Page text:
As an undergraduate student in Kean University’s Computer Science program, Marvin Andujar was honored multiple times for his academic record and his research initiatives. After graduating from Kean in 2012 with a B.S. degree in Computer Science and a B.A. in Mathematical Sciences, Marvin continued his studies as a Ph.D. student at Clemson University in South Carolina.
Now, Marvin is among a select few students nationwide to win a highly competitive National Science Foundation Graduate Research Fellowship. Marvin is the first Kean graduate to win the prestigious honor, which includes a three-year stipend for full-time graduate study while he pursues a Ph.D. in computer science at Clemson. The NSF awarded fellowships to only 98 computer science students nationwide.
“Marvin Andujar represents the best of Kean University,” said Dr. Dawood Farahi, president of Kean University. “We’re immensely proud of him and those who mentored him when he was a student here.”
Since leaving Kean, Marvin has been named an Intel Diversity Scholar and has been working on brain-computer interfaces with Dr. Juan Gilbert, who is Chair of the Human-Centered Computing Division of the School of Computing at Clemson.
Marvin attributes his success to his experience as a Kean undergraduate. “My experience at Kean was outstanding,” he said. “I had the opportunity to serve as President of the Association of Computing Machinery and as Vice President of the 2012 Senior Class. Kean offered me opportunities that helped me become a competitive and successful professional. All my leadership and research experiences helped me expand my network with other Kean students and alumni.”
Marvin said he chose Kean as his university of choice because of Kean’s outreach to schools like Perth Amboy High School, which Marvin attended. “My counselors and teachers recommended Kean to me at the time. I looked into its programs, community, academic culture and Computer Science program. Once my search was complete, I knew I belonged at Kean.”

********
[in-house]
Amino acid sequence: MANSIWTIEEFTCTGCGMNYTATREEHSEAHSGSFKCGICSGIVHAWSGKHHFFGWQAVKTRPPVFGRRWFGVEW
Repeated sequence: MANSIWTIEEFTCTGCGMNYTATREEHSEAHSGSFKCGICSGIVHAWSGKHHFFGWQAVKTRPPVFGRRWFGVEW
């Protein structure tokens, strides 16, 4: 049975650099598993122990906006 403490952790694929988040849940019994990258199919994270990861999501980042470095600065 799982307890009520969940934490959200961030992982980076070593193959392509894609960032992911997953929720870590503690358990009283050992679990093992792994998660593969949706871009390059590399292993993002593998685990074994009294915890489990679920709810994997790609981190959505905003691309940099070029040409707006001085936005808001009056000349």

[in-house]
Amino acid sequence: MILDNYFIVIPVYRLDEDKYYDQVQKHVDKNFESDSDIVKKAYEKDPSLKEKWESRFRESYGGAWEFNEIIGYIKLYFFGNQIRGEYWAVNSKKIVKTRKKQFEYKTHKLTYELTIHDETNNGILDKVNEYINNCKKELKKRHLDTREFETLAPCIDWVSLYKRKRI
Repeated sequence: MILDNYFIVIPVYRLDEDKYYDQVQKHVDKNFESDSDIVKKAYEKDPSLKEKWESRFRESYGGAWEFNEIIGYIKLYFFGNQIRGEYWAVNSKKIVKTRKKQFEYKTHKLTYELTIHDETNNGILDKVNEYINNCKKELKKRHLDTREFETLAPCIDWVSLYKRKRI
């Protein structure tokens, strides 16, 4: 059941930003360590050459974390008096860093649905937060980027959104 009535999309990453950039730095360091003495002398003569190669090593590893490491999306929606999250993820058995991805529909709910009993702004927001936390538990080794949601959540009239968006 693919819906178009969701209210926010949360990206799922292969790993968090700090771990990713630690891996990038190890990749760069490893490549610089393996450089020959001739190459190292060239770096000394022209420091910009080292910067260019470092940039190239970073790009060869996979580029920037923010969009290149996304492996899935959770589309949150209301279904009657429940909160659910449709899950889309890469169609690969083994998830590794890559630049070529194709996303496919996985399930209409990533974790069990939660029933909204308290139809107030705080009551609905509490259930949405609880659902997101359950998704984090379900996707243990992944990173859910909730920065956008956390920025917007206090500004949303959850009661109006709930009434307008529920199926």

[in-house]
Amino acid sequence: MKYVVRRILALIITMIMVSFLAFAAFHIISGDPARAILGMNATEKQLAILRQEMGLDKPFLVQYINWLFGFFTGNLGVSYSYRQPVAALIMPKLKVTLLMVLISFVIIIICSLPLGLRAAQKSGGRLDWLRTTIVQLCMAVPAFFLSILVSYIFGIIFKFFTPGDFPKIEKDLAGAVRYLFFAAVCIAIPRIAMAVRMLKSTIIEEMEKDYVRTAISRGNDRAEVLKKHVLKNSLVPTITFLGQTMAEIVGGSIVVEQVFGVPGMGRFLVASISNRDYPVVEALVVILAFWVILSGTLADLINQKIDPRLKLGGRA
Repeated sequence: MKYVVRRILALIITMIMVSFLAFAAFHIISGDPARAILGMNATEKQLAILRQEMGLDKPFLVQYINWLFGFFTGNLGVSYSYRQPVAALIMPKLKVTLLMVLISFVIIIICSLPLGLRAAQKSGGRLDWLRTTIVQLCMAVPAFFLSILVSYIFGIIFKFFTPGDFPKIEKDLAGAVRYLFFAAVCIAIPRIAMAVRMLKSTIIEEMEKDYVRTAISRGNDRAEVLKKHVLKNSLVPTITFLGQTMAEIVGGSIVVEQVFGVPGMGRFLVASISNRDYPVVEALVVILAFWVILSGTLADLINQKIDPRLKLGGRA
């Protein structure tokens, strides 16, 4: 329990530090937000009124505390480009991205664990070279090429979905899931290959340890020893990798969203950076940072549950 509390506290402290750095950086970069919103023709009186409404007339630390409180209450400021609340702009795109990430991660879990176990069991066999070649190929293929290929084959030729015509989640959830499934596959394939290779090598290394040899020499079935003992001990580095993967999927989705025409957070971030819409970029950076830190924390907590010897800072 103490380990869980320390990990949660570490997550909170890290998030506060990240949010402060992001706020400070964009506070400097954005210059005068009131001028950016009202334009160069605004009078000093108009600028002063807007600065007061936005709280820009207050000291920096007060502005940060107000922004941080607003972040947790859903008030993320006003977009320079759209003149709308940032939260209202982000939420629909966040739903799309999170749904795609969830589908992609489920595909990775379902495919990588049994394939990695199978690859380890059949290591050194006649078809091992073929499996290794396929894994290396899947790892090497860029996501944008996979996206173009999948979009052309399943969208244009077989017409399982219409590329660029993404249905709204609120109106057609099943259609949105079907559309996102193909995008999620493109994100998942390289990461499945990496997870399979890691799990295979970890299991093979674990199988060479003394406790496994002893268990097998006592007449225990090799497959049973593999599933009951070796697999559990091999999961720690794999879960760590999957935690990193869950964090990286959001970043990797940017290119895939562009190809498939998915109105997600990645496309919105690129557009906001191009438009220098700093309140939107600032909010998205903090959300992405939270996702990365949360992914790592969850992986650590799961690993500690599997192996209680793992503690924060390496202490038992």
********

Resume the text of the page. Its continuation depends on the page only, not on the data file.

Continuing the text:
Did he ever! Under the guidance of Dr. Patricia Morreale and Dr. George Chang, Marvin carried out research on campus for two consecutive summers.
In 2011, Marvin decided to start a research team of women and minorities in computer science under the supervision of Dr. Morreale. Marvin and Dr. Morreale wrote a grant to obtain support for a collaborative research experience from the Committee on the Status of Women in Computing Research, which they obtained. He became the team leader of the first CREU project at Kean University. During his leadership in this project, he also was selected to present his brain-computer interface research at the headquarters of the National Science Foundation in Virginia.
"Marvin Andujar was a very persistent, hard-working student,” said Dr. Morreale. “He did not have an opportunity to study computing in high school , but once he was introduced to computer science at Kean, he was absorbed by the subject. Marvin's work at Kean prepared him for research, which was an important factor in his success after graduation. The NSF GRF award recognizes Kean University's role in preparing the next generation of talented computer science researchers and scholars for the nation."
Marvin said that Kean’s Computer Science faculty members played a key role in nurturing his interest in the subject. “Professors dedicate their time not just to teach course materials, but to advise their students on making the right choices on their career paths,” he said.
Marvin plans to finish his Ph.D. degree in 2017.